Some people around Congress Park knew Antoine Thompson as "AK-47," even before the teenager opened up with the big gun in the Southeast Washington neighborhood in June 1998. He was known to keep his weapon handy.

Four young men bear scars from the bullets fired by Thompson and his friends. They wrote of their pain to a D.C. Superior Court judge, and yesterday the judge sent Thompson to prison for 127 years.

"It has affected me even when just walking, because I get short-winded," wrote Ahmad Vaughan, a 15-year-old random victim when he was shot five times on June 17, 1998. "I seem to stay nervous. It is really bad because you don't know what happened, but you remember that day exactly."

It was a day when Thompson and his friends set out to retaliate for the latest affront in a gang war. They armed themselves with the assault rifle, a 9mm pistol and a sawed-off shotgun. They stole a Virginia taxi and piled in.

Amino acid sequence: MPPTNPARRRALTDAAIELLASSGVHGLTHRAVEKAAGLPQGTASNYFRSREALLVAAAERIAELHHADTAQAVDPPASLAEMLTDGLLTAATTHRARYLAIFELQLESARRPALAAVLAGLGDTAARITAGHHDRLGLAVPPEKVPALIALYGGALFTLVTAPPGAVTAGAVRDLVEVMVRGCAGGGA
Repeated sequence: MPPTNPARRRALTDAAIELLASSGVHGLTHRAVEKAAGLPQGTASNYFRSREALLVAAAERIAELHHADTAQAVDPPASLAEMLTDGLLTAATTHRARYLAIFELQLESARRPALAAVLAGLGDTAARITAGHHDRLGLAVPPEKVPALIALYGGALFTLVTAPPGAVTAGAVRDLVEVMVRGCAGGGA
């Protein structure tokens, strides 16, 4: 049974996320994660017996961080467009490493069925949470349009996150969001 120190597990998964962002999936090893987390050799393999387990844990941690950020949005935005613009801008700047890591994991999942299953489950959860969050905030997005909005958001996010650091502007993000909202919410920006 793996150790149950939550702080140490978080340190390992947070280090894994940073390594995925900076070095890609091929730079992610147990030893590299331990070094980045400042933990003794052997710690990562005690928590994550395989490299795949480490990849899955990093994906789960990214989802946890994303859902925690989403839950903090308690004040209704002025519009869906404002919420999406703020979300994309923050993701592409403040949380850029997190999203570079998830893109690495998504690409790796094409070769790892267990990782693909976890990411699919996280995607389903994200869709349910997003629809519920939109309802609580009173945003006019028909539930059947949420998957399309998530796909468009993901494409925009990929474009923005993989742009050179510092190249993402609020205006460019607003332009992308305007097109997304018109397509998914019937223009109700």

The toughs drove to Congress Street and Savannah Place SE, but couldn't find the rivals they intended to attack. They did see eight or nine youths standing together, however, so they shot at them instead. Then they roared away in the taxi.

Three attackers pleaded guilty and are awaiting sentencing. Thompson, now 18, was convicted of four counts of assault with intent to kill. Under current guidelines, he would need to live past his 125th birthday to be eligible for parole.

Avery Blue, shot once, wrote to Judge Stephen G. Milliken that he gets "jumpy" every time he hears a loud noise and "frustrated every time I hear about another person getting shot or killed."

"I could not find a job that would take a person with a bullet in his arm because they thought I was a gang member just because I got shot," Blue, now 21, wrote. "I feel the maximum is not enough punishment for the crime."

Deborah A. Vaughan, mother to Ahmad and aunt to another teenage victim, spoke of the wounds and called the youths "casualties of a war they did not partake in."

She described a conversation between two of the targeted friends as the bullets flew.

One youth: "Lie still. Pretend that you're dead. Maybe they will stop shooting at us."

The other: "I am lying still. But they're still shooting at us."